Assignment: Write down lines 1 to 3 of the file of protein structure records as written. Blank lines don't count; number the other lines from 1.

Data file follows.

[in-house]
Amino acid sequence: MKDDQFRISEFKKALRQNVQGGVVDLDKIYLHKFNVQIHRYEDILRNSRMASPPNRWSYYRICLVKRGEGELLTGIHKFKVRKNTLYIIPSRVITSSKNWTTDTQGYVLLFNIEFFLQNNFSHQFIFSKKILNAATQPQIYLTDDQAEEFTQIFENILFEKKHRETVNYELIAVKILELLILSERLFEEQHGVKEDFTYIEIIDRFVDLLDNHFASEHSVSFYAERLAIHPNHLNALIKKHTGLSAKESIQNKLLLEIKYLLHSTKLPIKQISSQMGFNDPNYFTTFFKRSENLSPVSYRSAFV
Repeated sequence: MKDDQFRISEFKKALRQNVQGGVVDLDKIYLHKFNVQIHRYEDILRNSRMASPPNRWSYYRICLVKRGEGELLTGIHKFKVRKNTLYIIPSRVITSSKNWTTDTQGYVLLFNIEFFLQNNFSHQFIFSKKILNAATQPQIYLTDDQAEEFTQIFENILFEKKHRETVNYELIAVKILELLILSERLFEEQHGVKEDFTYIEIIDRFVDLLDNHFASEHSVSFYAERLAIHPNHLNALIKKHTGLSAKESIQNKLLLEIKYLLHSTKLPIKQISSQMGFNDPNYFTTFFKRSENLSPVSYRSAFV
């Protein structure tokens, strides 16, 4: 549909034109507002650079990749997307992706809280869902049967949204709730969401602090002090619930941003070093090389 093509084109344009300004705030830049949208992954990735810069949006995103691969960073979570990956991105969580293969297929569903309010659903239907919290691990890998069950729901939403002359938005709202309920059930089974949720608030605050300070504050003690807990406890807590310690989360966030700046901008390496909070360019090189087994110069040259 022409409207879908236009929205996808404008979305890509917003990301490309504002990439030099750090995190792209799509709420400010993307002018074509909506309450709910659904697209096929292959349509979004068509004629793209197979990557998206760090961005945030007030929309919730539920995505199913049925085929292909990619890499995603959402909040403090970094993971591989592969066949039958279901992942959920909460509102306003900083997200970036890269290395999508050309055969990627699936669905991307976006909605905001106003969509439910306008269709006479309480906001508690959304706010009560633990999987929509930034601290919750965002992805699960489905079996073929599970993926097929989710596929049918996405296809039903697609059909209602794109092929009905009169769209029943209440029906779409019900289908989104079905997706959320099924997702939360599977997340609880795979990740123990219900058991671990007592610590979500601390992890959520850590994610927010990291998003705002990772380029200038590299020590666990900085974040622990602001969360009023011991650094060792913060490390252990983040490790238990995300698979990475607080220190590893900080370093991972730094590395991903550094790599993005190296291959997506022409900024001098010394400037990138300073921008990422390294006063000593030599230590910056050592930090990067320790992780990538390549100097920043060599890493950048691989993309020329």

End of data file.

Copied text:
[in-house]
Amino acid sequence: MKDDQFRISEFKKALRQNVQGGVVDLDKIYLHKFNVQIHRYEDILRNSRMASPPNRWSYYRICLVKRGEGELLTGIHKFKVRKNTLYIIPSRVITSSKNWTTDTQGYVLLFNIEFFLQNNFSHQFIFSKKILNAATQPQIYLTDDQAEEFTQIFENILFEKKHRETVNYELIAVKILELLILSERLFEEQHGVKEDFTYIEIIDRFVDLLDNHFASEHSVSFYAERLAIHPNHLNALIKKHTGLSAKESIQNKLLLEIKYLLHSTKLPIKQISSQMGFNDPNYFTTFFKRSENLSPVSYRSAFV
Repeated sequence: MKDDQFRISEFKKALRQNVQGGVVDLDKIYLHKFNVQIHRYEDILRNSRMASPPNRWSYYRICLVKRGEGELLTGIHKFKVRKNTLYIIPSRVITSSKNWTTDTQGYVLLFNIEFFLQNNFSHQFIFSKKILNAATQPQIYLTDDQAEEFTQIFENILFEKKHRETVNYELIAVKILELLILSERLFEEQHGVKEDFTYIEIIDRFVDLLDNHFASEHSVSFYAERLAIHPNHLNALIKKHTGLSAKESIQNKLLLEIKYLLHSTKLPIKQISSQMGFNDPNYFTTFFKRSENLSPVSYRSAFV